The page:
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1.1  Air Pollution

Air pollution is the introduction of harmful substances including particulates and biological molecules into Earth’s atmosphere. It may cause diseases, allergies or death in humans; it may also cause harm to other living organisms such as animals and food crops, and may damage the natural or built environment. Human activity and natural processes can both generate air pollution.

Implication On Humans

Air pollution is a significant risk factor for a number of pollution-related diseases and health conditions including respiratory infections, heart disease, COPD, stroke and lung cancer. The health effects caused by air pollution may include difficulty in breathing, wheezing, coughing, asthma and worsening of existing respiratory and cardiac conditions. These effects can result in increased medication use, increased doctor or emergency room visits, more hospital admissions and premature death. The human health effects of poor air quality are far reaching, but principally affect the body’s respiratory system and the cardiovascular system. Individual reactions to air pollutants depend on the type of pollutant a person is exposed to, the degree of exposure, and the individual’s health status and genetics. The most common sources of air pollution include particulates, ozone, nitrogen dioxide, and sulphur dioxide. Children aged less than five years that live in developing countries are the most vulnerable population in terms of total deaths attributable to indoor and outdoor air pollution.

1.2  Water Pollution

Water pollution is the contamination of water bodies (e.g. lakes, rivers, oceans, aquifers and groundwater). This form of environmental degradation occurs when pollutants are directly or indirectly discharged into water bodies without adequate treatment to remove harmful compounds.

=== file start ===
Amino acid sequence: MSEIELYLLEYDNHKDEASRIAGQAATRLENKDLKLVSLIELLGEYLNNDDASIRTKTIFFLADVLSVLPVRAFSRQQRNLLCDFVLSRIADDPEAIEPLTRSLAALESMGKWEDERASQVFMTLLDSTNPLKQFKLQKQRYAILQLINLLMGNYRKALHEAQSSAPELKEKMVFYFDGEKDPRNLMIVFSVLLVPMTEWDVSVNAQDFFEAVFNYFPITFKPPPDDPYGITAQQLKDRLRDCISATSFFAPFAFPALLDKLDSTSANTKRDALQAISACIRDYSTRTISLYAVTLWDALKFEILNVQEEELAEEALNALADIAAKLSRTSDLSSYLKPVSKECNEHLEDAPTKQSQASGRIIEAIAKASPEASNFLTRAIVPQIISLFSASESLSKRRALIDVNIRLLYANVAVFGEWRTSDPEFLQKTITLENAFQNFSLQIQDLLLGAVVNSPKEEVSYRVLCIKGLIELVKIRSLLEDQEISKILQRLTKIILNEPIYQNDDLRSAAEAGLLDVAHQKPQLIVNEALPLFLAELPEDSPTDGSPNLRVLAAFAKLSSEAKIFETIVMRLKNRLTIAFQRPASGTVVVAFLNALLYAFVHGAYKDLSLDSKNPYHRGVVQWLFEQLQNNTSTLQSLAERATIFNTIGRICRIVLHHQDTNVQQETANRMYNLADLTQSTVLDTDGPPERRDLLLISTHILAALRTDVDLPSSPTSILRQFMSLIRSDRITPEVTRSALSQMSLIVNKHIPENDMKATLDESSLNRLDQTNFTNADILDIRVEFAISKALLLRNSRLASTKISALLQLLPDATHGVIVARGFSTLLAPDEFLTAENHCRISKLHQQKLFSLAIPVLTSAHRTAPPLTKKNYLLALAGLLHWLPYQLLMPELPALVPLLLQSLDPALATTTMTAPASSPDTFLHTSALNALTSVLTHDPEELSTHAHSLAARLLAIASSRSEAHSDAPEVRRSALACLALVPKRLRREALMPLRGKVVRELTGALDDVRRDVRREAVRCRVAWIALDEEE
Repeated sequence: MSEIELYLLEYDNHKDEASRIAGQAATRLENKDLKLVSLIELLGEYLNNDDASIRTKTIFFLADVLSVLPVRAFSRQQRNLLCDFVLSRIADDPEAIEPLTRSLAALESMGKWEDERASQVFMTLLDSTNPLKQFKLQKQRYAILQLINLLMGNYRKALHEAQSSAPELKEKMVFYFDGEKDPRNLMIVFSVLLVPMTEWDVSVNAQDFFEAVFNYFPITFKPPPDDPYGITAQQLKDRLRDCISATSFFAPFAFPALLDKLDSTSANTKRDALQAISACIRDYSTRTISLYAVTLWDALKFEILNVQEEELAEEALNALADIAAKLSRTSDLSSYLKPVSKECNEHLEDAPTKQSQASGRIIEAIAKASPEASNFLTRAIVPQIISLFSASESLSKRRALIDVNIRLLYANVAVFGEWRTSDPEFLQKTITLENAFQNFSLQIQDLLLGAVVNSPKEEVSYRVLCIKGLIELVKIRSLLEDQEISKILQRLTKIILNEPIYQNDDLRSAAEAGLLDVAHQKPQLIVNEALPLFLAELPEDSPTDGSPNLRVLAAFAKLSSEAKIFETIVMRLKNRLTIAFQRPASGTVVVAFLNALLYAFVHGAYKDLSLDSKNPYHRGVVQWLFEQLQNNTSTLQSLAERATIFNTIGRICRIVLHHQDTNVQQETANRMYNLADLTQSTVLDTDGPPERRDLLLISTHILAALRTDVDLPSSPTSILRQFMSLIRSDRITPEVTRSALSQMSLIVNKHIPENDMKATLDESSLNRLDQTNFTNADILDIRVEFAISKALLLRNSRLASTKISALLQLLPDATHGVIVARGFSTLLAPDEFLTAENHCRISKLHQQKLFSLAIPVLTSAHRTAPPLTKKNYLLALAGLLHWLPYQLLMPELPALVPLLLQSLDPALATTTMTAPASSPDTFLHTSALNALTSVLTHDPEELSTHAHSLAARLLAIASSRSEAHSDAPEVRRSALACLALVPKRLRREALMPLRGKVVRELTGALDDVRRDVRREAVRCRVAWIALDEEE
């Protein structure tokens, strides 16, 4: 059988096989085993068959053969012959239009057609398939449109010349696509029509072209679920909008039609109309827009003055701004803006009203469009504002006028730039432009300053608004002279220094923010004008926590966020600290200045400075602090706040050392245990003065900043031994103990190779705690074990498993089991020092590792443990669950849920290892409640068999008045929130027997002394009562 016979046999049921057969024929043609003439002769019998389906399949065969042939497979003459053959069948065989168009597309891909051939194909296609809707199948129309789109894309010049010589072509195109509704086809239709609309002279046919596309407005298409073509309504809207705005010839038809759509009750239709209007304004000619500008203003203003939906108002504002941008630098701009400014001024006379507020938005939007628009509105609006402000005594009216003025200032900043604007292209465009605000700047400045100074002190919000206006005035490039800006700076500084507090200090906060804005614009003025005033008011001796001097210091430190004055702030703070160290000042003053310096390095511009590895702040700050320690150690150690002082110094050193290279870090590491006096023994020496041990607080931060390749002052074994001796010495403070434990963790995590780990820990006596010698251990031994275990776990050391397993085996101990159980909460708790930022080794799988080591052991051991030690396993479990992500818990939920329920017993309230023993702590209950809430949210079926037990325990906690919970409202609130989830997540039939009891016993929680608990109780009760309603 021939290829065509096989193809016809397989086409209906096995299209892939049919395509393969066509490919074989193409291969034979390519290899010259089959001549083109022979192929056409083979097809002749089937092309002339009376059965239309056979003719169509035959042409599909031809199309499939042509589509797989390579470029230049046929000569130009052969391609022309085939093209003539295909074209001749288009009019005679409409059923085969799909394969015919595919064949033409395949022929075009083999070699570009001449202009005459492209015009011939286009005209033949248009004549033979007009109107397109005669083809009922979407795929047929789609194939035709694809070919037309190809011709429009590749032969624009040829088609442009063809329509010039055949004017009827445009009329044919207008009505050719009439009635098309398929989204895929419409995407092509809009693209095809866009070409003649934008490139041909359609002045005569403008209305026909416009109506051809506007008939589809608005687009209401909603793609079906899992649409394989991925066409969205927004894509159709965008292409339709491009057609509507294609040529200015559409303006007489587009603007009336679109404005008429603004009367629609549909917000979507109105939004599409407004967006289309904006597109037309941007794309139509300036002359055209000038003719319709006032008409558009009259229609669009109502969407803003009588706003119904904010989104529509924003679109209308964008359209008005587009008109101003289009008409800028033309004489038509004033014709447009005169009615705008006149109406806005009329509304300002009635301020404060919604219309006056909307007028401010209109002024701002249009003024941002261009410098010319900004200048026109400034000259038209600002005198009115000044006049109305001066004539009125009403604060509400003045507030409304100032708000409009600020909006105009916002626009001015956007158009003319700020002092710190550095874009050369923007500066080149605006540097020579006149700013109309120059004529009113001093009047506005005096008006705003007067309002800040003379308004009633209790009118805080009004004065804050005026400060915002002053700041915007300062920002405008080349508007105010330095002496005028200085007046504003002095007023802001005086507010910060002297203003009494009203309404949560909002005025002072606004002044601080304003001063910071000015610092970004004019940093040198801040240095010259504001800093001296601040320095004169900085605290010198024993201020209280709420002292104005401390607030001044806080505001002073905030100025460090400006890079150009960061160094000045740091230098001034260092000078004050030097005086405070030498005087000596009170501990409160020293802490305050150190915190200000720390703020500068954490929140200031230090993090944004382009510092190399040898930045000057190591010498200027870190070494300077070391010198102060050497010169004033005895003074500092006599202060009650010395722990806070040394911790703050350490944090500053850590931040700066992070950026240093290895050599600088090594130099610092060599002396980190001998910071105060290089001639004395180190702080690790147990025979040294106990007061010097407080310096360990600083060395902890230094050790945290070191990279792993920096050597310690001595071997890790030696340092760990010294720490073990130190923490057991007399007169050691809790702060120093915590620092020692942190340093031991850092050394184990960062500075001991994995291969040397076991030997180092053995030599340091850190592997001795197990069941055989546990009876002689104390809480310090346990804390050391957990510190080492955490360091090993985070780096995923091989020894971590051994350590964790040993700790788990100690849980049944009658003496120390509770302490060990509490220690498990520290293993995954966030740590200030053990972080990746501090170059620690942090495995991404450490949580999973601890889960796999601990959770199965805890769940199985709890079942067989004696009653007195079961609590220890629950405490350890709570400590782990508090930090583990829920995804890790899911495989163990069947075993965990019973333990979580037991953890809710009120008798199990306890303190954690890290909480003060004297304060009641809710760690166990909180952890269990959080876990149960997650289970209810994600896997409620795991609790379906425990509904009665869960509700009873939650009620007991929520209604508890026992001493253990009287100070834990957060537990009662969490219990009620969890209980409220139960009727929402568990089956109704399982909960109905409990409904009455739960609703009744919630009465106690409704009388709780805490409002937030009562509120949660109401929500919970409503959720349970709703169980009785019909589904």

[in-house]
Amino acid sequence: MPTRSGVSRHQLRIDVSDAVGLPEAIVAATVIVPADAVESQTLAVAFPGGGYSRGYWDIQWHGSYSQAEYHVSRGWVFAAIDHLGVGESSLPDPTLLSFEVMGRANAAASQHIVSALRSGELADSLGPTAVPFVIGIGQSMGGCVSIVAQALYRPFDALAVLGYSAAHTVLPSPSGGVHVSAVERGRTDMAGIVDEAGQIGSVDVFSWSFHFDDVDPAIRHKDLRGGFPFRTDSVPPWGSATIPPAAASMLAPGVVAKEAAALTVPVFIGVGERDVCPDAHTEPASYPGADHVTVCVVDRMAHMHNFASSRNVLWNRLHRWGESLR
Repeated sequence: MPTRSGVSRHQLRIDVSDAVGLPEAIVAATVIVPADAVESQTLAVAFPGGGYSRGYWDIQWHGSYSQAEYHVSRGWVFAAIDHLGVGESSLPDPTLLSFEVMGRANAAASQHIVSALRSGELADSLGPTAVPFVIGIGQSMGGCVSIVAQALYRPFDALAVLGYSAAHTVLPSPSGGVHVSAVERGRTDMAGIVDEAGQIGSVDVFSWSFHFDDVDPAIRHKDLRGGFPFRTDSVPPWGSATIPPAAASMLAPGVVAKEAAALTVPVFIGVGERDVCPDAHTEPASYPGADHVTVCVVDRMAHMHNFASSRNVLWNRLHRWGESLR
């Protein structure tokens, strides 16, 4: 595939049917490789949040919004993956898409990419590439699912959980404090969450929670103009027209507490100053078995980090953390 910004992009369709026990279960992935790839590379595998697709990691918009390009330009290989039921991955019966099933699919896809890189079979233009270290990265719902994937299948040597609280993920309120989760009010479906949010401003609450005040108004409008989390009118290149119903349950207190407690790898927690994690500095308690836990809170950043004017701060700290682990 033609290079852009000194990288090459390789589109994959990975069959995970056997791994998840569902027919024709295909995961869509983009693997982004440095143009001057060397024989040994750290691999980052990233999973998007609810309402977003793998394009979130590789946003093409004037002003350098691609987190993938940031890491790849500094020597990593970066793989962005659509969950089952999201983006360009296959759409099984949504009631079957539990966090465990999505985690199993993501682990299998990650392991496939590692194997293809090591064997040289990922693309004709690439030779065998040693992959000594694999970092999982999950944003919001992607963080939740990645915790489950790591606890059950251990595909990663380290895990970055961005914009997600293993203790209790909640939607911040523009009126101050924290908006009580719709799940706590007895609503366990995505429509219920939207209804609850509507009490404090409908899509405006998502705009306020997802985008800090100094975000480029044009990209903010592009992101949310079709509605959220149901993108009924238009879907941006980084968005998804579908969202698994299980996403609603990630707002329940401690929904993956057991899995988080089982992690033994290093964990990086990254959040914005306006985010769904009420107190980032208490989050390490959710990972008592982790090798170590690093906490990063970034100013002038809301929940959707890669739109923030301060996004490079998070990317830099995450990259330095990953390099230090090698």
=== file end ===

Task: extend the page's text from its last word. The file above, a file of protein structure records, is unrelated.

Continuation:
Water pollution affects the entire biosphere – plants and organisms living in these bodies of water. In almost all cases the effect is damaging not only to individual species and population, but also to the natural biological communities.

Implication On Humans

Disease-causing microorganisms are referred to as pathogens. Although the vast majority of bacteria are either harmless or beneficial, a few pathogenic bacteria can cause disease. Coliform bacteria, which are not an actual cause of disease, are commonly used as a bacterial indicator of water pollution. Other microorganisms sometimes found in surface waters that have caused human health problems.

1.3   Land Pollution

Land pollution is the degradation of earth’s land surfaces often caused by human activities and its misuse. Haphazard disposal of urban and industrial wastes, exploitation of minerals, and improper use of soil by inadequate agricultural practices are a few of the contributing factors. Also, increasing urbanization, industrialization, and other demands on the environment and its resources is of great consequence to many countries.

Implication on humans

In some areas, more metal ores had to be extracted out of the ground, melted and cast using coal out of the ground and cooled using water, which raised the temperature of water in rivers. (This reduces the oxygen carrying capacity of the water and affects all the living things there.) The excavation of metal ores, sand and limestone led to large scale quarrying and defacing of the countryside. To a large extent this has stopped or is more closely controlled, and attempts have been made to use the holes profitably, that is, sand pits have been turned into boating lakes and quarries have been used as landfill waste sites.